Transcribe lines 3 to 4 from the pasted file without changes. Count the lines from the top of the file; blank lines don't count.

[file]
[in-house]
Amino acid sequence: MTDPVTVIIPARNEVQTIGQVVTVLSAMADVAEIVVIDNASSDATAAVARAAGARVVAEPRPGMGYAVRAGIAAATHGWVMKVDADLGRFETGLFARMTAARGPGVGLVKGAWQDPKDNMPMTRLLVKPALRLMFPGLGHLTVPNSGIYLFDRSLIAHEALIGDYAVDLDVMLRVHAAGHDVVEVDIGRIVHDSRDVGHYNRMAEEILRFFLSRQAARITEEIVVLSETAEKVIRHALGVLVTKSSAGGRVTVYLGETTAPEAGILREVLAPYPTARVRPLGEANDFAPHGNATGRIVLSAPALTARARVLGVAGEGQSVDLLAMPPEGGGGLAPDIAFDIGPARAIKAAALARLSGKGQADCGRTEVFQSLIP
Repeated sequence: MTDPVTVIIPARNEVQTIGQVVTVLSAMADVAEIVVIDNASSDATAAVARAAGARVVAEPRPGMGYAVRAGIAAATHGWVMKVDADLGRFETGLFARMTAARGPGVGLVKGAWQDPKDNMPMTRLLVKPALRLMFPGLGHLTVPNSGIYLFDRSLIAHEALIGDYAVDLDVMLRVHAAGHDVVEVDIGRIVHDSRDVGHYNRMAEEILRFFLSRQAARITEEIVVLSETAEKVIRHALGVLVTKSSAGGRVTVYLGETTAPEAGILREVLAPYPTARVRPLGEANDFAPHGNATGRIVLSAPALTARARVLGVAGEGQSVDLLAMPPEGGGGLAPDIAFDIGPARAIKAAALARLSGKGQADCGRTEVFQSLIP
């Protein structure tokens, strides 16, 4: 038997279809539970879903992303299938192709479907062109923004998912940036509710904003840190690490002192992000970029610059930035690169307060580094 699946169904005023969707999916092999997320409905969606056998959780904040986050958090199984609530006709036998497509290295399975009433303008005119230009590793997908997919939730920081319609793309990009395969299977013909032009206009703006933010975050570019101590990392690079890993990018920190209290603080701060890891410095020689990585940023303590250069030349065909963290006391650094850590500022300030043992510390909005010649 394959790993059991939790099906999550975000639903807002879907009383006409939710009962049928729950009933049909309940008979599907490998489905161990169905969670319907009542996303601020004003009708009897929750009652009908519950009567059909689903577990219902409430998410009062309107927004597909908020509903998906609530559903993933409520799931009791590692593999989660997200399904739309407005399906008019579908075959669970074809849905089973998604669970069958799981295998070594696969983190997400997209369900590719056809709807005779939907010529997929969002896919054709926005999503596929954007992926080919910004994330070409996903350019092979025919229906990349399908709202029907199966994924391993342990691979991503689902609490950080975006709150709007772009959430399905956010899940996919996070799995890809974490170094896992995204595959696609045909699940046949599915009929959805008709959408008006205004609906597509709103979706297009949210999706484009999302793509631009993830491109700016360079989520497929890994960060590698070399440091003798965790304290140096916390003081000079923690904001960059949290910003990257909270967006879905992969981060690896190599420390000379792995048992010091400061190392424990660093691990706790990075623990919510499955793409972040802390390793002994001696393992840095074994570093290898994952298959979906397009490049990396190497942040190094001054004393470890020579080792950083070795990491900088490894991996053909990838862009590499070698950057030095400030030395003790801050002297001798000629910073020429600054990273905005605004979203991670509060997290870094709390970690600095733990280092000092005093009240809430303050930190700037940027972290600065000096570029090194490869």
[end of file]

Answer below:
Repeated sequence: MTDPVTVIIPARNEVQTIGQVVTVLSAMADVAEIVVIDNASSDATAAVARAAGARVVAEPRPGMGYAVRAGIAAATHGWVMKVDADLGRFETGLFARMTAARGPGVGLVKGAWQDPKDNMPMTRLLVKPALRLMFPGLGHLTVPNSGIYLFDRSLIAHEALIGDYAVDLDVMLRVHAAGHDVVEVDIGRIVHDSRDVGHYNRMAEEILRFFLSRQAARITEEIVVLSETAEKVIRHALGVLVTKSSAGGRVTVYLGETTAPEAGILREVLAPYPTARVRPLGEANDFAPHGNATGRIVLSAPALTARARVLGVAGEGQSVDLLAMPPEGGGGLAPDIAFDIGPARAIKAAALARLSGKGQADCGRTEVFQSLIP
């Protein structure tokens, strides 16, 4: 038997279809539970879903992303299938192709479907062109923004998912940036509710904003840190690490002192992000970029610059930035690169307060580094 699946169904005023969707999916092999997320409905969606056998959780904040986050958090199984609530006709036998497509290295399975009433303008005119230009590793997908997919939730920081319609793309990009395969299977013909032009206009703006933010975050570019101590990392690079890993990018920190209290603080701060890891410095020689990585940023303590250069030349065909963290006391650094850590500022300030043992510390909005010649 394959790993059991939790099906999550975000639903807002879907009383006409939710009962049928729950009933049909309940008979599907490998489905161990169905969670319907009542996303601020004003009708009897929750009652009908519950009567059909689903577990219902409430998410009062309107927004597909908020509903998906609530559903993933409520799931009791590692593999989660997200399904739309407005399906008019579908075959669970074809849905089973998604669970069958799981295998070594696969983190997400997209369900590719056809709807005779939907010529997929969002896919054709926005999503596929954007992926080919910004994330070409996903350019092979025919229906990349399908709202029907199966994924391993342990691979991503689902609490950080975006709150709007772009959430399905956010899940996919996070799995890809974490170094896992995204595959696609045909699940046949599915009929959805008709959408008006205004609906597509709103979706297009949210999706484009999302793509631009993830491109700016360079989520497929890994960060590698070399440091003798965790304290140096916390003081000079923690904001960059949290910003990257909270967006879905992969981060690896190599420390000379792995048992010091400061190392424990660093691990706790990075623990919510499955793409972040802390390793002994001696393992840095074994570093290898994952298959979906397009490049990396190497942040190094001054004393470890020579080792950083070795990491900088490894991996053909990838862009590499070698950057030095400030030395003790801050002297001798000629910073020429600054990273905005605004979203991670509060997290870094709390970690600095733990280092000092005093009240809430303050930190700037940027972290600065000096570029090194490869």